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Austin Falley
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Media advisory: Finance professor to testify before U.S. Senate banking committee

Wed, 07/16/2014

LAWRENCE — University of Kansas finance professor Bob DeYoung will speak today before the U.S. Senate Committee on Banking, Housing and Urban Affairs subcommittee on Financial Institutions and Consumer Protections.

His remarks are part of a hearing titled “What Makes a Bank Systemically Important?” and are scheduled to begin at 9 a.m. CST today, July 16.

DeYoung will provide testimony based on his research in commercial banking as well as how regulators can address sources of systemic risk under the Dodd-Frank Wall Street Reform and Consumer Protection Act.

DeYoung was invited to testify by U.S. Sen. Sherrod Brown, chairman of the subcommittee.

DeYoung is the Capitol Federal Distinguished Professor in Financial Markets and Institutions at the KU School of Business. He serves as co-editor of the Journal of Money, Credit and Banking.

He directs KU’s Center of Banking Excellence, and he is a leading scholar on performance, practice and regulation in the banking industry.

Media inquires can be sent to Austin Falley at 785-864-3852 or afalley@ku.edu. A PDF of DeYoung's formal remarks can be found online.



David Roediger’s award-winning research and writing has already transformed how historians view the growth of social freedoms in America though the intersection of race, class, ethnicity, and labor. Now Roediger, as KU’s first Foundation Distinguished Professor of History (http://bit.ly/1AbAqYw), will continue to break new ground in those fields as he works with KU’s departments of American Studies and History. Roediger likes to study historical flash points — where one particular change brings a cascade of wider cultural changes. His latest book, “Seizing Freedom, Slave Emancipation and Liberty for All,” makes the point that as slaves began freeing themselves across the South during the Civil War, their emancipation inspired and ignited other cultural movements for freedom — such as the women’s movement for suffrage and the labor movement for better working conditions and an eight-hour day. Understanding the individual stories of average people who wanted to make their lives better, including slaves or factory workers, are important to understanding the wider political movements and elections, Roediger said. “It's tempting to think that all the important political questions have been decided,” he said, “but actually people are constantly thinking about what freedom would mean for them.” Tags: #KUcommunities #CivilRights #History American Studies at KU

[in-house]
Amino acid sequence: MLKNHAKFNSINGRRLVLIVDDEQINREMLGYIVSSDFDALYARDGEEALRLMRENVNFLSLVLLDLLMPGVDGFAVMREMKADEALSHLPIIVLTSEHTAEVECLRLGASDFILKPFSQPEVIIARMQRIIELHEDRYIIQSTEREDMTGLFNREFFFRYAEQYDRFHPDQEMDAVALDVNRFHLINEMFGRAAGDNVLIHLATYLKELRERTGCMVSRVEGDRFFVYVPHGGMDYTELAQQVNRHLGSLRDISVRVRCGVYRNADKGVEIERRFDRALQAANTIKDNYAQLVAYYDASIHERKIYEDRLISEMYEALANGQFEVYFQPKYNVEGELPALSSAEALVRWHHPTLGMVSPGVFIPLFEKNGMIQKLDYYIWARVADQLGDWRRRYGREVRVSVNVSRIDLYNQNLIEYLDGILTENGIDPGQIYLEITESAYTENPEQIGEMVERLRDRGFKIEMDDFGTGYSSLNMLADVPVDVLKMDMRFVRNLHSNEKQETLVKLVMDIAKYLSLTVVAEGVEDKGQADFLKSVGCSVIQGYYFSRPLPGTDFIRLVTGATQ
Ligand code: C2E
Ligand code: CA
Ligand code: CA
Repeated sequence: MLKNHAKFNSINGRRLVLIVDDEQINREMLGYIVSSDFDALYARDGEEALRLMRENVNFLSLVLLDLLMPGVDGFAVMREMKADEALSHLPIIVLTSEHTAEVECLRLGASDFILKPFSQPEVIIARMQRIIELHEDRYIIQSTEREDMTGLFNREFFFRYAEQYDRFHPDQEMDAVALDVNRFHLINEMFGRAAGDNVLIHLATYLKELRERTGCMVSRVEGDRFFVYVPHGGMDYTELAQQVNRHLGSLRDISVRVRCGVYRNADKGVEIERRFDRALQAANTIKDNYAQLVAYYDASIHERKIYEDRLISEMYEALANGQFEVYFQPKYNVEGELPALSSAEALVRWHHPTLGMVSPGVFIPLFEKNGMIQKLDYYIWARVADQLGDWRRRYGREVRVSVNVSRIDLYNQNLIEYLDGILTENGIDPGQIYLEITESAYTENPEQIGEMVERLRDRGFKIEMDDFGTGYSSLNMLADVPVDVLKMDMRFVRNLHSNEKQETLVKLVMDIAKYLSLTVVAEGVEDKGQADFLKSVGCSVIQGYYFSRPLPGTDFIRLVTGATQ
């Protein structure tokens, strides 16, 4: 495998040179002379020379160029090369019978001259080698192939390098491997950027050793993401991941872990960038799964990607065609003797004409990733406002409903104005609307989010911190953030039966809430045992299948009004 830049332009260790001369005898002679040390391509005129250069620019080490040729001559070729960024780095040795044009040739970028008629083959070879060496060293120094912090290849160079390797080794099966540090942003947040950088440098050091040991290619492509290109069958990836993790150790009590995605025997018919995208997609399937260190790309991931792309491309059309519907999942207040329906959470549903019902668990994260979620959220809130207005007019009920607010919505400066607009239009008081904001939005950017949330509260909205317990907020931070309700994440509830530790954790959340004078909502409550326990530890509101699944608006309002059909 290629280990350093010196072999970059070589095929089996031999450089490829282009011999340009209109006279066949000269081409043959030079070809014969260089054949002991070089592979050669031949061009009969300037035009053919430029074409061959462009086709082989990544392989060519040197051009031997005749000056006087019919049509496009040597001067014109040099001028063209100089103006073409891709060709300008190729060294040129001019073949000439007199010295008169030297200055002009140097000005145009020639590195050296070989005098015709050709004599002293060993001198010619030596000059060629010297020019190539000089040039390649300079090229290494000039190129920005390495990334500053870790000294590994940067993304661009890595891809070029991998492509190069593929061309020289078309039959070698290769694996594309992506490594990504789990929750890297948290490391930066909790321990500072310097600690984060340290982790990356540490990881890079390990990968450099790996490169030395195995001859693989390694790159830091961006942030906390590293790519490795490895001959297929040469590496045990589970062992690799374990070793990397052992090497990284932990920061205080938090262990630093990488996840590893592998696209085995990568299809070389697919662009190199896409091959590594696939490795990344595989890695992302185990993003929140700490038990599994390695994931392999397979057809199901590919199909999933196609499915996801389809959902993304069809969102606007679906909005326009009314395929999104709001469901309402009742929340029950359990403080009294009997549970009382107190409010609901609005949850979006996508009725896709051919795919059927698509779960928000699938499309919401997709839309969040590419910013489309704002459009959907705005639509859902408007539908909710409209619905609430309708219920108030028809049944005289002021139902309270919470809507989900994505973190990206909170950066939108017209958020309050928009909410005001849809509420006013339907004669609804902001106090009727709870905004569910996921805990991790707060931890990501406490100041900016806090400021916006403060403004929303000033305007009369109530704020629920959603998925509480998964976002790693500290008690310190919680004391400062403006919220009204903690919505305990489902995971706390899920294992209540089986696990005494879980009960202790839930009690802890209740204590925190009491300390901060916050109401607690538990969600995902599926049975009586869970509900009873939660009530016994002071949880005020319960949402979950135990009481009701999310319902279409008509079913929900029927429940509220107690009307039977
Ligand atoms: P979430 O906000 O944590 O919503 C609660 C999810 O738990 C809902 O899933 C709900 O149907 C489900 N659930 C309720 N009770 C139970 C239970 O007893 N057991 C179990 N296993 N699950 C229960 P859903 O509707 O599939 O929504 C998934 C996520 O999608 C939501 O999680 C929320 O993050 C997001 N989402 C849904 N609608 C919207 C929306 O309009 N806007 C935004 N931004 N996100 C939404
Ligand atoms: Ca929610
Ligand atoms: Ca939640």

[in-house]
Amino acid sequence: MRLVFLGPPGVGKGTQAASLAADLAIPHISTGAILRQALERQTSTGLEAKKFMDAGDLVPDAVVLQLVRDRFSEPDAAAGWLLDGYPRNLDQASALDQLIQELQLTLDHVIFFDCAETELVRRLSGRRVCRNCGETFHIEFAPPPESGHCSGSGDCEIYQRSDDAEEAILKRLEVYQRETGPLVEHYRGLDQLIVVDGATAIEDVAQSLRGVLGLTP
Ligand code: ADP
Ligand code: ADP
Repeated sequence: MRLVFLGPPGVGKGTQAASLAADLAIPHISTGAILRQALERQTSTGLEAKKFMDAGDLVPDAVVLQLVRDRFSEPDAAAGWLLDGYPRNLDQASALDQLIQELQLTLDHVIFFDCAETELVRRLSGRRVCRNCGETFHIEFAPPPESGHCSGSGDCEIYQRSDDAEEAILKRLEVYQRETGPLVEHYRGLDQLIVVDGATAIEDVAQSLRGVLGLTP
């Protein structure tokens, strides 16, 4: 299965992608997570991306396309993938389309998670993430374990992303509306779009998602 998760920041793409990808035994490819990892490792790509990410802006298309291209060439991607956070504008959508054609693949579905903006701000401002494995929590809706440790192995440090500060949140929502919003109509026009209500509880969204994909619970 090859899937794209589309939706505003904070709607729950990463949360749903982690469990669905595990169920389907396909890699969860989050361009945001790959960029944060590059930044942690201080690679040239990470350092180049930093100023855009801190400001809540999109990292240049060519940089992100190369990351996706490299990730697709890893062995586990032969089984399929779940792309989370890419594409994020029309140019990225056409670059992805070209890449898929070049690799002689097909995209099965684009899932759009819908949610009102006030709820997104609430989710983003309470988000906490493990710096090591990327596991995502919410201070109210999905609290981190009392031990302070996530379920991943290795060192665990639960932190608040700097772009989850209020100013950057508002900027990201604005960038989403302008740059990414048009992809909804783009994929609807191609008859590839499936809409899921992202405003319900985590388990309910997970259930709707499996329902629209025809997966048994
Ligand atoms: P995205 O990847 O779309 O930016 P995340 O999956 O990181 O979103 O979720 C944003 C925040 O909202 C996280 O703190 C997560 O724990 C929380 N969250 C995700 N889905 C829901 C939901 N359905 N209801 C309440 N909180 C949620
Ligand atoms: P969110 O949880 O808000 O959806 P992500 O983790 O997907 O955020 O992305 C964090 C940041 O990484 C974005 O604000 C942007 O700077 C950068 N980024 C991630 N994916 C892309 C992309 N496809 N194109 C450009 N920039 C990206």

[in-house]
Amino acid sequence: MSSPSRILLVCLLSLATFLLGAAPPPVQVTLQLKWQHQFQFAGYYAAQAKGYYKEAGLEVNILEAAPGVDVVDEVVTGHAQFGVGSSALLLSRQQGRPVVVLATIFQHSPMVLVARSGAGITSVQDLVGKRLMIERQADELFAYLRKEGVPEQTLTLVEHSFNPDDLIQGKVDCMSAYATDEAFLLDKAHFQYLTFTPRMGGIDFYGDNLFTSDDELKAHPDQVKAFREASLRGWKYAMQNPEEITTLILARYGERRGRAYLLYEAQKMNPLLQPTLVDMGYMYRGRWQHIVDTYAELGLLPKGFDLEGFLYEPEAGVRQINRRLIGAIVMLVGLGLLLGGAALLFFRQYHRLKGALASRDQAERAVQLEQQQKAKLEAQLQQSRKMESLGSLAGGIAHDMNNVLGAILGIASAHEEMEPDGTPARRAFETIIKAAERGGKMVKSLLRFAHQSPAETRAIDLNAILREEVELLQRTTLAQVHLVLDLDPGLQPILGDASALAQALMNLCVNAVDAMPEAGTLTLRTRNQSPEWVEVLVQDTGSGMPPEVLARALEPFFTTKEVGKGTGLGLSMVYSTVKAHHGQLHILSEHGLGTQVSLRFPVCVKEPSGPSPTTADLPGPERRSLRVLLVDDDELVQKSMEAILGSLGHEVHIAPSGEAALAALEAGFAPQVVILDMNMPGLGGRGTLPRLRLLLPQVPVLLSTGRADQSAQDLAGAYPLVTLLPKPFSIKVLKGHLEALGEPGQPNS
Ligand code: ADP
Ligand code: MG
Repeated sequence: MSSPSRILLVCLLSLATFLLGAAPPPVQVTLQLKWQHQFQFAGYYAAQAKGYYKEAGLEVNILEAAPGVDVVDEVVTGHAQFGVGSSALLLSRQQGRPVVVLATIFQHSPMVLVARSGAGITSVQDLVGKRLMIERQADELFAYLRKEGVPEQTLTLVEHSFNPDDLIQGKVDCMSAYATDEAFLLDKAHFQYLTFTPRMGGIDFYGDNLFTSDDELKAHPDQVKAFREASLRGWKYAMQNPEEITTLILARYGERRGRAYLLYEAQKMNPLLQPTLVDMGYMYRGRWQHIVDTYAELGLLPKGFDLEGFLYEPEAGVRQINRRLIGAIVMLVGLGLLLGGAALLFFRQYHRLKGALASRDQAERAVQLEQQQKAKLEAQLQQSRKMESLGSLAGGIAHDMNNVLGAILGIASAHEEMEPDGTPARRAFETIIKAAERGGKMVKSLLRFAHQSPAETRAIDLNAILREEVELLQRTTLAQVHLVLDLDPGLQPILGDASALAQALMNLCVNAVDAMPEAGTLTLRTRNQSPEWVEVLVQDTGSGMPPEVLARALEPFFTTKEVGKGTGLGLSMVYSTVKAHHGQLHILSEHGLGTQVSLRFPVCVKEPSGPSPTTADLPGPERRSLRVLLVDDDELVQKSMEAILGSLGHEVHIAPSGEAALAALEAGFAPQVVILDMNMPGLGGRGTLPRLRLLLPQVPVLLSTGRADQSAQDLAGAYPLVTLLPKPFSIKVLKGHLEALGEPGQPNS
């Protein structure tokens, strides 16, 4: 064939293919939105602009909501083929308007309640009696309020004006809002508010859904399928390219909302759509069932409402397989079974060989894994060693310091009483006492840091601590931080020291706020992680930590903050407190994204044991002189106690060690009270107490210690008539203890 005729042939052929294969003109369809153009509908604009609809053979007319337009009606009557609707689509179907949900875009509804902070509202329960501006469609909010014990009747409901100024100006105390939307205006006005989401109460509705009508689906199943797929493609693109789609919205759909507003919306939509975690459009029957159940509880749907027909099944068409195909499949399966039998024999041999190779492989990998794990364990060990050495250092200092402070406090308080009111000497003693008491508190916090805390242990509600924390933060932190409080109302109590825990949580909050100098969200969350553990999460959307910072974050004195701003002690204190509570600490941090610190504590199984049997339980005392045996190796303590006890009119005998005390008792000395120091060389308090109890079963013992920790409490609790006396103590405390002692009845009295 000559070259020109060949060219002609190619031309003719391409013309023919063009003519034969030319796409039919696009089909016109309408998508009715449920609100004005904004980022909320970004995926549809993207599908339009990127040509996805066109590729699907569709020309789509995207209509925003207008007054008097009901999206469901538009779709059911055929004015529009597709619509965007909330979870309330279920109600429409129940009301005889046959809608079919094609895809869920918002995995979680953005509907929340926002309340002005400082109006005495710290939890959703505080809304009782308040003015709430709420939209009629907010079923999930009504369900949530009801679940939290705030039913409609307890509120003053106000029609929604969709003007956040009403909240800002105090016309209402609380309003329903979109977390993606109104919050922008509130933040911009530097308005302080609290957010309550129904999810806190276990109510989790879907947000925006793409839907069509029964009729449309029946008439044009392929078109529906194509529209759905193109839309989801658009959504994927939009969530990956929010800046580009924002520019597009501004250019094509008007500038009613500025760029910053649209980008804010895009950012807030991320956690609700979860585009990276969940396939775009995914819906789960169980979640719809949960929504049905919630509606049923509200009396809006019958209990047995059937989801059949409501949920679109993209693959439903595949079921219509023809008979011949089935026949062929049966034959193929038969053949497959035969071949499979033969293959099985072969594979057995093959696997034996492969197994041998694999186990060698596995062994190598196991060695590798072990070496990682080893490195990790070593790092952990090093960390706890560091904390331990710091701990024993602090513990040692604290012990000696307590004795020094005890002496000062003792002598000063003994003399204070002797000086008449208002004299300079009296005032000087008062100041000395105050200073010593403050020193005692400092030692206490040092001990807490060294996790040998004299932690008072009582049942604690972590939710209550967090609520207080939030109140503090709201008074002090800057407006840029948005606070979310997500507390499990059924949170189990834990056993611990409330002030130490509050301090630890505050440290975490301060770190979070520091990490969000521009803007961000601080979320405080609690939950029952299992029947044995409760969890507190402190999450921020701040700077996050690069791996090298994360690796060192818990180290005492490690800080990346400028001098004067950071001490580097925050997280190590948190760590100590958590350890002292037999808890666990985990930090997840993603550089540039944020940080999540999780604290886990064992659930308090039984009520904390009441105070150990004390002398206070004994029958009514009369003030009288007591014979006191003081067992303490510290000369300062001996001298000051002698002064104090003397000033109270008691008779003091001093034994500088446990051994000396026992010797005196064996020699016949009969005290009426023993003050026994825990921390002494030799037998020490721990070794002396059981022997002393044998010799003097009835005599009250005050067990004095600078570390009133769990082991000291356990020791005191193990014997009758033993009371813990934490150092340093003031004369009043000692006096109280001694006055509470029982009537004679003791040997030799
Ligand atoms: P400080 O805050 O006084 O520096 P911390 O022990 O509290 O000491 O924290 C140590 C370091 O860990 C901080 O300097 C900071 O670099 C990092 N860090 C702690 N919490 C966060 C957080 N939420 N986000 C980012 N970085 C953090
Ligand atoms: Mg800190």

Turning rural America healthy: Christie Befort uses $10 million award. http://t.co/rrFjFtHbYT #KUcommunities http://t.co/Bsuek4k9QC
Lauded race and class historian becomes KU Foundation Professor David Roediger’s award-winning research and writing has already transformed how historians view the growth of social freedoms in America though the intersection of race, class, ethnicity, and labor. Now Roediger, as KU’s first Foundation Distinguished Professor of History (http://bit.ly/1AbAqYw), will continue to break new ground in those fields as he leads KU’s departments of American Studies and History. Roediger likes to study historical flash points — where one particular change brings a cascade of wider cultural changes. His latest book, “Seizing Freedom, Slave Emancipation and Liberty for All,” makes the point that as slaves began freeing themselves across the South during the Civil War, their emancipation inspired and ignited other cultural movements for freedom — such as the women’s movement for suffrage and the labor movement for better working conditions and an eight-hour day. Understanding the individual stories of average people who wanted to make their lives better, including slaves or factory workers, is important to understanding the wider political movements and elections, Roediger said. “It's tempting to think that all the important political questions have been decided,” he said, “but actually people are constantly thinking about what freedom would mean for them.”


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